Open Minds - Fasting during the Holy Month of Ramadan
Want to embrace living in the UAE? Culture guru Nasif Kayed tells you how...
My daughter Cami, who is just nine years old, is, like many children, fasting during this Holy Month of Ramadan.
I have to say the best part about her fasting is that she has to be nice to her little brother who is just three!
She has to ask: “Sweetie, please may I have the iPad”. Normally, outside of Ramadan, she’d just snatch it from him without asking.
Cami has been fasting since first grade in school. Then, she’d fast until 1pm. This year she’s doing the whole of Ramadan.
She says that if she doesn’t fast she feels she’s missing out on something because the rest of the family, except her little brother, is fasting.
It’s one of those things that you have to say: “If you think you can do it, go ahead”. And if they ask for a bowl of cereal by 9am, you don’t say: “No, you’re fasting”, you give them it.
Cami was one of only two girls in her class fasting last year. It’s hard for them when they are at school. But Cami, who is a very talkative girl, tells me: “Even my friend’s little sister, she’s only six years old and she fasts until Maghrib, she is fasting all day.”
Who chooses to fast and who doesn’t is about how connected you are with your faith and what fasting means to you. For some people fasting is simply about ‘I’m starving myself all day long and I’m not drinking and eating’ and that’s it.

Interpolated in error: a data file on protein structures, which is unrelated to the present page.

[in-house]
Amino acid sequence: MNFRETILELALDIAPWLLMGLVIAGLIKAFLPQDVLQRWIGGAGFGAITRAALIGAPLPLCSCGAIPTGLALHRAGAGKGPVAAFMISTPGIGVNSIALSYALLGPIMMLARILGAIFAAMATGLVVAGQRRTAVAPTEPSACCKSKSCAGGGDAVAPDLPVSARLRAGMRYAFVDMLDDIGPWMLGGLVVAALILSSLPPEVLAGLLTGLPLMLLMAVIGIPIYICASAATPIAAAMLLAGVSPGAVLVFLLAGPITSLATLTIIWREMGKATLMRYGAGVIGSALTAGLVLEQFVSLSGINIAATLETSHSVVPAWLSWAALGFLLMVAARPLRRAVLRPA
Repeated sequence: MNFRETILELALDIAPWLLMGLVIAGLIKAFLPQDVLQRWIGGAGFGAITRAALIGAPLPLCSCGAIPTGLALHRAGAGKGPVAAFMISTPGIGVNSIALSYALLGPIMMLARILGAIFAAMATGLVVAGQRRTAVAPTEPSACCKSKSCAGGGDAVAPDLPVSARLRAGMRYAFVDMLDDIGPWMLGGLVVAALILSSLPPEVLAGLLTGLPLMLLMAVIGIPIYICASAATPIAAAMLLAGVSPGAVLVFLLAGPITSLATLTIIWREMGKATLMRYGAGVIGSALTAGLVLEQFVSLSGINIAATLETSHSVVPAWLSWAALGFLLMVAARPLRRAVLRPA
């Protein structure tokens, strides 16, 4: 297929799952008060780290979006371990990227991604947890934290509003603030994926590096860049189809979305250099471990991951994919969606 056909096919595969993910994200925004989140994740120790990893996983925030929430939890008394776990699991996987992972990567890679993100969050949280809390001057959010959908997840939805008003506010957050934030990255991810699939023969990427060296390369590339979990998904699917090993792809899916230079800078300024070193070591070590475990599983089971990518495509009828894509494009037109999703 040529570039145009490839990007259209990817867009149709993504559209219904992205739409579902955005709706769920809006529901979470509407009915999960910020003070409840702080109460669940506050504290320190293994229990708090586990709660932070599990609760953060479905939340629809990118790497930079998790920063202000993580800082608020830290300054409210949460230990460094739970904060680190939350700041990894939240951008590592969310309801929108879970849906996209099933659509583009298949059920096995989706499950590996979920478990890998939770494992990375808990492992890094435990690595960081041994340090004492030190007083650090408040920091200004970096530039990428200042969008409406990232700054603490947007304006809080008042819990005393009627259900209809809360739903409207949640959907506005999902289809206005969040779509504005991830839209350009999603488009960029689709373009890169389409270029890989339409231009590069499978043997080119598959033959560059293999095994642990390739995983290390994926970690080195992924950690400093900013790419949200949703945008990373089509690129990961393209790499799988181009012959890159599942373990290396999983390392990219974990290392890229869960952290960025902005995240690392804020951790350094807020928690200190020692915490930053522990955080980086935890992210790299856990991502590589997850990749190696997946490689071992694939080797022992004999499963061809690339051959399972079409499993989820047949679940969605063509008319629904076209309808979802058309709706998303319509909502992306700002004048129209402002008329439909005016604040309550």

Others ask questions and they say what are you going to buy for Eid? I say this, whether it is politically correct or not, as it is the truth - this is what we did with the religions before Islam. Previous to Islam, we took the religion and we made it suit our own liking. So therefore from being something that has principles, it became commercialised.
That’s why Christmas is about buying gifts and it has nothing to do with commemorating the prophet Jesus, peace be upon him. So during Ramadan in my family we pass on that lesson that it’s about the principles, it’s not about what everybody else makes it out to be.
Cami says, ‘When you fast it makes you feel more thankful to Allah that we actually have food because there’s some people out there who don’t have food to break their fast. So we need to be more thankful. Fasting makes us more thankful, it makes us more humble’.
At the end of the day, everybody makes choices.
Nasif Kayed is general manager of the Sheikh Mohammed Centre of Cultural Understanding. Every week in 7DAYS he will address topics about culture and life in the UAE. Do you have a question for him? Email firstname.lastname@example.org